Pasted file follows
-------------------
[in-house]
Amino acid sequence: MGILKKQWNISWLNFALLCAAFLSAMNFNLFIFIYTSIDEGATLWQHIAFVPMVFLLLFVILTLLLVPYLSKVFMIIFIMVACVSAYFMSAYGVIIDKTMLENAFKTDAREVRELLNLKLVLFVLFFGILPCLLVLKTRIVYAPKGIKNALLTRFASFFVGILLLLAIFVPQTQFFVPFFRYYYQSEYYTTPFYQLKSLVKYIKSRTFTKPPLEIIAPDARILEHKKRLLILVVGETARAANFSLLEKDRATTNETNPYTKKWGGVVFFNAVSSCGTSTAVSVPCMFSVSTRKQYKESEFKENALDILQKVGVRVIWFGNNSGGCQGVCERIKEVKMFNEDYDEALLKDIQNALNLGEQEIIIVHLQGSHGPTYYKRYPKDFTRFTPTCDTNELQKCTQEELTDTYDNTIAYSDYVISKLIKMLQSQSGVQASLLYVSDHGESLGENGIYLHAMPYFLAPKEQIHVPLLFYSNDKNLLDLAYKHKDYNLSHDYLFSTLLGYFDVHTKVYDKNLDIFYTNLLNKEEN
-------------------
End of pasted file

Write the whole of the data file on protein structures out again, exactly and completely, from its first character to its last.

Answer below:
[in-house]
Amino acid sequence: MGILKKQWNISWLNFALLCAAFLSAMNFNLFIFIYTSIDEGATLWQHIAFVPMVFLLLFVILTLLLVPYLSKVFMIIFIMVACVSAYFMSAYGVIIDKTMLENAFKTDAREVRELLNLKLVLFVLFFGILPCLLVLKTRIVYAPKGIKNALLTRFASFFVGILLLLAIFVPQTQFFVPFFRYYYQSEYYTTPFYQLKSLVKYIKSRTFTKPPLEIIAPDARILEHKKRLLILVVGETARAANFSLLEKDRATTNETNPYTKKWGGVVFFNAVSSCGTSTAVSVPCMFSVSTRKQYKESEFKENALDILQKVGVRVIWFGNNSGGCQGVCERIKEVKMFNEDYDEALLKDIQNALNLGEQEIIIVHLQGSHGPTYYKRYPKDFTRFTPTCDTNELQKCTQEELTDTYDNTIAYSDYVISKLIKMLQSQSGVQASLLYVSDHGESLGENGIYLHAMPYFLAPKEQIHVPLLFYSNDKNLLDLAYKHKDYNLSHDYLFSTLLGYFDVHTKVYDKNLDIFYTNLLNKEEN